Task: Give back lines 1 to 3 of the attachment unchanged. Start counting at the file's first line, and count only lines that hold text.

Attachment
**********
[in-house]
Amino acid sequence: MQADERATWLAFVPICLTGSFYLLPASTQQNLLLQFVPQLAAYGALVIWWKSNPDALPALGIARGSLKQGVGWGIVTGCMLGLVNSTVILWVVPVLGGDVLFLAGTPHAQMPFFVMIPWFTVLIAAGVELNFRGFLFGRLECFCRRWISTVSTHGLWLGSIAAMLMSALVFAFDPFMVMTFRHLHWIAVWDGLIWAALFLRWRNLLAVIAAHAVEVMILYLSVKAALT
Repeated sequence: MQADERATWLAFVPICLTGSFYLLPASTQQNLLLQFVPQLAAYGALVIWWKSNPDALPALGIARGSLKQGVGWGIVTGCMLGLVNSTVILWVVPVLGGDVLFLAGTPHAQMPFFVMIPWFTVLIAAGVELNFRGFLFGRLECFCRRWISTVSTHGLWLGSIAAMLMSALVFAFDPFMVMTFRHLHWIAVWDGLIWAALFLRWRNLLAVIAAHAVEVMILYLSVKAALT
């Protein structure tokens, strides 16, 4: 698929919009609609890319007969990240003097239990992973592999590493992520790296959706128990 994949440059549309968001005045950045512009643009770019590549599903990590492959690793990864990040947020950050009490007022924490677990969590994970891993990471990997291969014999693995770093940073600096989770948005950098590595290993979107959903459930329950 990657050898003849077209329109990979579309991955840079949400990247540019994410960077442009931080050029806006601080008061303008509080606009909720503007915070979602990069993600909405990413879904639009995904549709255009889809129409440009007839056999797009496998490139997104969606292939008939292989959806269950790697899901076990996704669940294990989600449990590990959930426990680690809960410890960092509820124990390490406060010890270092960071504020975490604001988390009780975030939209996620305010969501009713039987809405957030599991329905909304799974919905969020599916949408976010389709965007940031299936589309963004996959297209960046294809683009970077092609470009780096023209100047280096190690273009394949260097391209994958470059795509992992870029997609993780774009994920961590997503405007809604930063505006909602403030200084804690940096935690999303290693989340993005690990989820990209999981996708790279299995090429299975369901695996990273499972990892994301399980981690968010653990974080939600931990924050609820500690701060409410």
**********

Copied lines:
[in-house]
Amino acid sequence: MQADERATWLAFVPICLTGSFYLLPASTQQNLLLQFVPQLAAYGALVIWWKSNPDALPALGIARGSLKQGVGWGIVTGCMLGLVNSTVILWVVPVLGGDVLFLAGTPHAQMPFFVMIPWFTVLIAAGVELNFRGFLFGRLECFCRRWISTVSTHGLWLGSIAAMLMSALVFAFDPFMVMTFRHLHWIAVWDGLIWAALFLRWRNLLAVIAAHAVEVMILYLSVKAALT
Repeated sequence: MQADERATWLAFVPICLTGSFYLLPASTQQNLLLQFVPQLAAYGALVIWWKSNPDALPALGIARGSLKQGVGWGIVTGCMLGLVNSTVILWVVPVLGGDVLFLAGTPHAQMPFFVMIPWFTVLIAAGVELNFRGFLFGRLECFCRRWISTVSTHGLWLGSIAAMLMSALVFAFDPFMVMTFRHLHWIAVWDGLIWAALFLRWRNLLAVIAAHAVEVMILYLSVKAALT